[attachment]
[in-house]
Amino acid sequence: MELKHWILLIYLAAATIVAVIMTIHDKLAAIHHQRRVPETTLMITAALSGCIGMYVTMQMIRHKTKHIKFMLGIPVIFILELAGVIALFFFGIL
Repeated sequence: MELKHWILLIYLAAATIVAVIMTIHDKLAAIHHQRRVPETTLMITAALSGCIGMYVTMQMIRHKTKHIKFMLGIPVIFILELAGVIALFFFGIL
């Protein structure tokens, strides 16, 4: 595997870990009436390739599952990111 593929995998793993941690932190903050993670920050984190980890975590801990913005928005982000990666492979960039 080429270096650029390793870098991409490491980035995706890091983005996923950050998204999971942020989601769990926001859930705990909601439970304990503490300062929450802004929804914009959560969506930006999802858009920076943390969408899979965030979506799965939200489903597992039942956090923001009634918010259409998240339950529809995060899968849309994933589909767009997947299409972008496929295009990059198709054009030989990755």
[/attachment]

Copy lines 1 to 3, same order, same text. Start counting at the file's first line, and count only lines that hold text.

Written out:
[in-house]
Amino acid sequence: MELKHWILLIYLAAATIVAVIMTIHDKLAAIHHQRRVPETTLMITAALSGCIGMYVTMQMIRHKTKHIKFMLGIPVIFILELAGVIALFFFGIL
Repeated sequence: MELKHWILLIYLAAATIVAVIMTIHDKLAAIHHQRRVPETTLMITAALSGCIGMYVTMQMIRHKTKHIKFMLGIPVIFILELAGVIALFFFGIL